After the success of The Muppet Christmas Carol, Walt Disney Pictures produced another adaptation of a classic piece of British literature with the Muppets playing minor roles. Production wise, this film would be exactly the same as it's predecessor. Yet, despite (or because of) the similarities, the next film would be even more successful than the last three Muppet films.
This one's about pirates.
Treasure Island, like A Christmas Carol has been through dozens of film adaptations. While the story may not be as memorable as the Dickens tale, Robert Louis Stevenson's novel established many iconic characters and elements that we associate with pirate tales. Buried treasure, "X marks the spot," island paradises and eye-patch-wearing, peg-legged, parrot-totting pirates can all be found in this epic narrative. Muppet Treasure Island is aware of this, and so it begins with a shanty called, "Shiver Me Timbers" glorifying the pirate life as the titular treasure is being buried.
But the focus of the novel is the young Jim Hawkins, who heads off on an adventure, leaving his life of squalor and poverty behind. He is introduced working in an inn alongside Gonzo and Rizzo, who a basically fulfilling the same roles as they did in The Muppet Christmas Carol. They are just being themselves, commenting on the situations they find themselves in. But hey, that was one of the best parts of the previous movie, and they continue to be funny here, so who's complaining?
Billy Connolly is, apparently.
That's Billy Bones, one of the inn's permanent residents who amuses other patrons with his fanciful tales of life on the high seas. Everyone considers him to be a crazy coot, and no one takes him seriously, except for Jim. Having lost his father, who was also a seafarer, Jim dreams of having his own adventures on the ocean, and, with his girly voice, he and his pals sing of "Something Better."
After closing up the inn for the night, a late visitor comes barging in, demanding to see Billy Bones. This is Blind Pew, an intimidating figure in the original book who is now a Muppet buffoon. Still, he manages to be humorous and creepy at the same time. I'm not sure why they didn't have Uncle Deadly play this role since they look extremely similar and are both portrayed by Jerry Nelson. A missed opportunity, I say.
Maybe he's his long-lost twin?
Anyway, Blind Pew was a former member of Billy Bones' pirate crew, and he has come to deliver a sinister message: the Black Spot.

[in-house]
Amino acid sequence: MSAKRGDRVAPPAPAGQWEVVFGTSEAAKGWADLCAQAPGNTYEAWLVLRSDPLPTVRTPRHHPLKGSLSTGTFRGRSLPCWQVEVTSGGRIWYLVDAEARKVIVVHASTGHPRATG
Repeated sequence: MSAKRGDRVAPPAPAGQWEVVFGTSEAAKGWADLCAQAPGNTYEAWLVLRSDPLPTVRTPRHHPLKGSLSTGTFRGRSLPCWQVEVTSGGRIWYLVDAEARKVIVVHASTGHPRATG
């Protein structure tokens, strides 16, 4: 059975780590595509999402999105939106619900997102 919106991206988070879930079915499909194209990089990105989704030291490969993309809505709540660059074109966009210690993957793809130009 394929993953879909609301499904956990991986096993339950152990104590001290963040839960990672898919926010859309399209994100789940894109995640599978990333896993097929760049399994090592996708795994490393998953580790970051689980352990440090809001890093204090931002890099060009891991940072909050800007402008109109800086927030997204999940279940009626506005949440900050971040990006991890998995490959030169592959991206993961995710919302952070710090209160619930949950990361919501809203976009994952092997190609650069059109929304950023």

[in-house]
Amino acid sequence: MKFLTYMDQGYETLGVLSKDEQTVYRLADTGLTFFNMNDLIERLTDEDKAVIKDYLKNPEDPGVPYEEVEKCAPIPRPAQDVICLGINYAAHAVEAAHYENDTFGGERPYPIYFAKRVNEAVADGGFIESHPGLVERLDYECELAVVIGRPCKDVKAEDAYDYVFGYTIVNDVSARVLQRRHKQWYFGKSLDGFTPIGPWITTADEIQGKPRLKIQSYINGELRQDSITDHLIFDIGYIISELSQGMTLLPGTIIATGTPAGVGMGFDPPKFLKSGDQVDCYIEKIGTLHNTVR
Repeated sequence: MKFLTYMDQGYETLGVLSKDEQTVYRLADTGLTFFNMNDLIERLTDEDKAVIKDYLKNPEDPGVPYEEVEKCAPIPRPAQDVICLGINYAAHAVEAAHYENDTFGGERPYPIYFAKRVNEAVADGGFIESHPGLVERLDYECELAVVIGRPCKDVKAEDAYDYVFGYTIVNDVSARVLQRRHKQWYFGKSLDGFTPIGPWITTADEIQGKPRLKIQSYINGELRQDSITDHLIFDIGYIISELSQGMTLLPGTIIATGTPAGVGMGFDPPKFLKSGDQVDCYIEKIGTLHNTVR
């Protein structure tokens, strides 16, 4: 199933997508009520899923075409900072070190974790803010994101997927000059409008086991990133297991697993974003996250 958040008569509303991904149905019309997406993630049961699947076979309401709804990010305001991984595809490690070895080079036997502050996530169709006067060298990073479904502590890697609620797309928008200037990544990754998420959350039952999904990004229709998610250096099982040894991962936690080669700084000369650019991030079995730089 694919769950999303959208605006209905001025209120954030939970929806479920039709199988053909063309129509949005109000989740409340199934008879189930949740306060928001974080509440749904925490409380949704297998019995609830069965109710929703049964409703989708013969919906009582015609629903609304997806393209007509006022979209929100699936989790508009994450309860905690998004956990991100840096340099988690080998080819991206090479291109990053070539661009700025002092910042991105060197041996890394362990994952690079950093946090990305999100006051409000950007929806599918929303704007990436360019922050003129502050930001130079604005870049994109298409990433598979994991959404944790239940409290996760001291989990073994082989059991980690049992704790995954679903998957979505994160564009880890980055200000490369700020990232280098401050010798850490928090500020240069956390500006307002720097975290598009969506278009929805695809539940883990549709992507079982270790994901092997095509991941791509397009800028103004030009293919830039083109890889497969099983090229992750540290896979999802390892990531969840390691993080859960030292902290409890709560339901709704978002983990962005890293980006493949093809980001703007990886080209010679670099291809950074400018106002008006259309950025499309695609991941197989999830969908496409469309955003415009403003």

The simple spot signifies that the rest of the pirates are going to hunt Billy down if he doesn't turn over the treasure map he kept to himself all these years. Bones instantly dies of fright, but then wakes up a bit to explain some of the situation and give Jim the map, only to die again (obviously this is different in the book, but, hey, it's a funny kids movie, let it go).
The pirates raid the inn and Jim narrowly escapes as the building burns down. He decides that this is his chance to go on an adventure (since he has nothing to go back to) and heads into town to find someone willing to finance his voyage. He ends up at the house of the rich Squire Trelawney who in the novel is completely normal and interested in the history of the map and it's treasure. Here, it's Fozzie Bear and he talks to a man who lives in his finger named "Mr. Bimbo."
This was Jerry Juhl's decision to add this trait, and initially, Frank Oz was turned off to the idea, since it didn't make sense for either Trelawney or Fozzie to exhibit this level of lunacy. Yet, Frank grew to love this aspect. And you know what? It actually works for the movie. It adds a whole new level to Fozzie's psyche and it's pretty interesting to see this play out.
Along with his companion Dr. Livesy (played by Bunsen) and Beaker (played by Beaker), Trelawney agrees to lend Hawkins his ship, and he arranges a crew to set sail on the Hispaniola. And it is the most magnificent thing young Hawkins has ever seen.
This movie is going to be EPIC.